But I grew up in a place that also was vehemently not California or Manhattan. A voice in my heart kept retorting, “What if the people here don’t relate back? What if you feel all alone and everyone is armed to the teeth and reason is jeered at and the people in charge bully the weak with impunity?”
On the weekend before the Fourth of July, in the midst of a heat wave, we looked out the window of a hipster coffee shop in Austin and watched pro-Trumpers march by chanting “USA!” and carrying side-arms. Some wore camouflage and combat gear.
One contingent carried a green-and-black white nationalist “KEK” flag; a fat man ran past, bare-chested in what appeared be a partial suit of armor. A pair of middle-age women sported star-spangled bikini tops and Daisy Dukes. It looked like a hate-pride parade.
At the next table, my husband, a UC Berkeley alum, noticed a young girl in a blue and gold hat that said “Cal Tennis.” He offered the universal UC Berkeley greeting: “Go Bears.”
The girl, who was raised in Orange County and Singapore, watched the commotion outside for a beat, then returned to her cappuccino and iPhone. Around her, hipster Texas gawked at Trumpster Texas. “Go Bears,” she said, laughing and shaking her head.
The next day, state troopers and local police would have to separate the Trump marchers from a larger, less-armed “Impeach Trump” rally. “Buncha dad-gum babies and we gotta babysit ’em,” a middle-age state trooper told us across the street from Texas’ preposterously beautiful statehouse.
Silently, I marveled that he had actually said “dad-gum.” Aloud, I agreed that the Trump marchers seemed to have a screw loose. He looked at me blankly. He had meant the dad-gum babies hoping to impeach Trump.
Later we drove far outside the city, miles passing in the vast, green stretch between Austin and Houston. Waiting in a long, long, long line down a dirt road for barbequed hot links, we overheard a conversation about health reform.
“I didn’t much like Obamacare, but there has to be a happy medium,” a women from the next town over told the man ahead of her, a local who said he had just had a hip replacement.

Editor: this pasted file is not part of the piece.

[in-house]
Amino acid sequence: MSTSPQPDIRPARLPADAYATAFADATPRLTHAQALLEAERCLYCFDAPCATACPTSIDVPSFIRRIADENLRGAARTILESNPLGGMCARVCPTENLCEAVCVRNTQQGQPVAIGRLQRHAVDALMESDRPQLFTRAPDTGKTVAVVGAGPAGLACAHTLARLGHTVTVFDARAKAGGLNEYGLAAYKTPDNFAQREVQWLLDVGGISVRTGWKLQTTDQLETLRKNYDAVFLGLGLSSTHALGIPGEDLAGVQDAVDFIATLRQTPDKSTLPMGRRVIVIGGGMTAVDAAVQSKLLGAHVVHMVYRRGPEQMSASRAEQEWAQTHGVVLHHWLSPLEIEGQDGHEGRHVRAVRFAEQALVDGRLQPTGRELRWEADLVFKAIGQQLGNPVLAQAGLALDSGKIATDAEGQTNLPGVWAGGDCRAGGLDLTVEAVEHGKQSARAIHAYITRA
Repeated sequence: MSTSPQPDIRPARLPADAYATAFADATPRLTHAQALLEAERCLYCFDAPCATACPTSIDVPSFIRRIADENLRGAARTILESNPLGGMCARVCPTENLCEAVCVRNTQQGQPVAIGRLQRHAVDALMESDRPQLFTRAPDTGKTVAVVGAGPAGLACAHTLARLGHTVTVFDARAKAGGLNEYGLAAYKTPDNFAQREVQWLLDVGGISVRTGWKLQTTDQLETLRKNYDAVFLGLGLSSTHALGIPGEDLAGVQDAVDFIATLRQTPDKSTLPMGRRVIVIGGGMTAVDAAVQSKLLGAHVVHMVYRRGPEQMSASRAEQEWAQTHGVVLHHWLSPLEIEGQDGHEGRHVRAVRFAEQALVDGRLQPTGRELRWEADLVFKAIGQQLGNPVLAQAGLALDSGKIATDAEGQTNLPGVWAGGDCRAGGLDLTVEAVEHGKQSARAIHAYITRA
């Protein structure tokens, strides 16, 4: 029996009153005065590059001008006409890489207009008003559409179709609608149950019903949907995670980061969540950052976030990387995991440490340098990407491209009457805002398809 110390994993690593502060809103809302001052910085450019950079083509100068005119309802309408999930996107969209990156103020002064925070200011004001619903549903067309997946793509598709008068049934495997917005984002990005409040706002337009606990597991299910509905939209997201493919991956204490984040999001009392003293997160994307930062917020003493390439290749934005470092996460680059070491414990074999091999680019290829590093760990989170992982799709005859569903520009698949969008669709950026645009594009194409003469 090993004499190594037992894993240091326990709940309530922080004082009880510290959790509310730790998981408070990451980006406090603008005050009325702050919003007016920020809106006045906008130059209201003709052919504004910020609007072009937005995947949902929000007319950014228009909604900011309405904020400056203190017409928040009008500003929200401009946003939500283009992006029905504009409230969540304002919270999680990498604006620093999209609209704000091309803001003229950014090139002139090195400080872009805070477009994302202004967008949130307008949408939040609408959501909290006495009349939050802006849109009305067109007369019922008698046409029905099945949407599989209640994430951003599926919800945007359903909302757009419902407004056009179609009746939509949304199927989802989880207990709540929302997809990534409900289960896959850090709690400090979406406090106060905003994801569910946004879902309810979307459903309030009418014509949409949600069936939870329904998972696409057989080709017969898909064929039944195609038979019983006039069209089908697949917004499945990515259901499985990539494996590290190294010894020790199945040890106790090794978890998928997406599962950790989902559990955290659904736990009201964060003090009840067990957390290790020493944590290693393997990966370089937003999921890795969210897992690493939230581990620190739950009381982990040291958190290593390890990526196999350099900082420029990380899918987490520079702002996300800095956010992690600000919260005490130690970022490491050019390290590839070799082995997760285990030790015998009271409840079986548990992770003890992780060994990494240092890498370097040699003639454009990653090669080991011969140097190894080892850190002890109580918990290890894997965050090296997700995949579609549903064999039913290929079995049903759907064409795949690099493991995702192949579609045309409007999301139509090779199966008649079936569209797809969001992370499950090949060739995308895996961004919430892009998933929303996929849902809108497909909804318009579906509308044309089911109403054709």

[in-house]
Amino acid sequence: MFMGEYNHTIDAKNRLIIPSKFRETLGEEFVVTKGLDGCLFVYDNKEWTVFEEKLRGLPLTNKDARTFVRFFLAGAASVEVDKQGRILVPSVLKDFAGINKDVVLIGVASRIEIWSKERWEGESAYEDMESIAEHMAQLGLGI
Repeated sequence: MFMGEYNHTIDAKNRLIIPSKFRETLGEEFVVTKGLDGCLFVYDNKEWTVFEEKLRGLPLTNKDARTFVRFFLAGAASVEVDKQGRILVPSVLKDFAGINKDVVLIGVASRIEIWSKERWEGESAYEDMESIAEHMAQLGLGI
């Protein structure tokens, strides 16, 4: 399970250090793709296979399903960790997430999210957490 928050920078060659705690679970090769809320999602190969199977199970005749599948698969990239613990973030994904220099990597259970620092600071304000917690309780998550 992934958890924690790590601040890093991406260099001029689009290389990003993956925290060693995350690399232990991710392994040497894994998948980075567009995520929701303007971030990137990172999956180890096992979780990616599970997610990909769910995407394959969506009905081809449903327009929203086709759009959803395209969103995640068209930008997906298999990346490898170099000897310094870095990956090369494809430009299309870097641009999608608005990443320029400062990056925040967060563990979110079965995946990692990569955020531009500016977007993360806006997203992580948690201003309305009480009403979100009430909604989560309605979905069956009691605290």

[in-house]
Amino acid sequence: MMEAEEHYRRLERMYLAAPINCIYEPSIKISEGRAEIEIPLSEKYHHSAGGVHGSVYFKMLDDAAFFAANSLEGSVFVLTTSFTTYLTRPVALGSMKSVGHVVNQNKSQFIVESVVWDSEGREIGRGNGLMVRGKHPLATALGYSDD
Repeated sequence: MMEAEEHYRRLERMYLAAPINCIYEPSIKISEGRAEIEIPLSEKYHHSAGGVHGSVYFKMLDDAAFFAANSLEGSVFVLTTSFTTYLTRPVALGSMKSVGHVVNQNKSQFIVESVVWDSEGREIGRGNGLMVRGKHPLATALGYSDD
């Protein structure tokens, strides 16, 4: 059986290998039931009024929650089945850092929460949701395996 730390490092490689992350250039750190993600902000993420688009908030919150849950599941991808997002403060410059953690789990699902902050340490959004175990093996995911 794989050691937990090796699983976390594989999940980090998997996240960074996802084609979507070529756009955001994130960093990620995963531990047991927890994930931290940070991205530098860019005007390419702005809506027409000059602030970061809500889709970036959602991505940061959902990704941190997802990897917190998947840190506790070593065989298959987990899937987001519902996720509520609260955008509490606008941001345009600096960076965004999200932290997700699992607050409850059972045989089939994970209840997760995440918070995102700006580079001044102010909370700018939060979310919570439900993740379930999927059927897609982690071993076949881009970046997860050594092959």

“I’m glad I got what I got when I got it,” the man said. “Trumpcare’s just another word for ‘throw ’em to the wolves.’ ”
So maybe Texas wasn’t as self-destructive as I’d imagined. Maybe California wasn’t the only place struggling to balance fiscal prudence and human decency.
There was, after all, that stunning riverfront park in downtown Austin, clearly a public-spirited gesture, and the cool water of Barton Springs, open and affordable to all comers. There were the HGTV “Fixer Upper” people, whose Magnolia Market juggernaut has, house by house, sought to rehab Waco’s dark reputation. And rural or urban, we’d encountered nothing but kindness.
How odd, I suddenly thought, to feel so estranged in your own country. Texas hadn’t always elicited such mixed feelings.
I’d seen San Antonio before, and marveled at how European its streets felt. I’d been to Dallas in the 1980s, and appreciated its free-wheeling ethos.
When I was my daughter’s age, my friend Marilyn taught me to drive a stick shift one night as we drove from Tucson, where I had been living, to her parents’ big ranch house in El Paso. The stars at night were big and bright, just like the song said, and it felt as if we could cruise forever in that land of cold beer and cool boots and Fabulous Thunderbirds and Willie Nelson and Larry McMurtry.
That Texas, I could trust with my daughter. Was it so unlike this Texas? Might some Texan with a Cal Bear in Berkeley have similar fears about California?
Maybe. Maybe not. Or maybe we’re all just trapped in some sad country song about bad government happening to good people. And about blue-state parents who shouldn’t have to wonder if their red-state kids are behind enemy lines or not.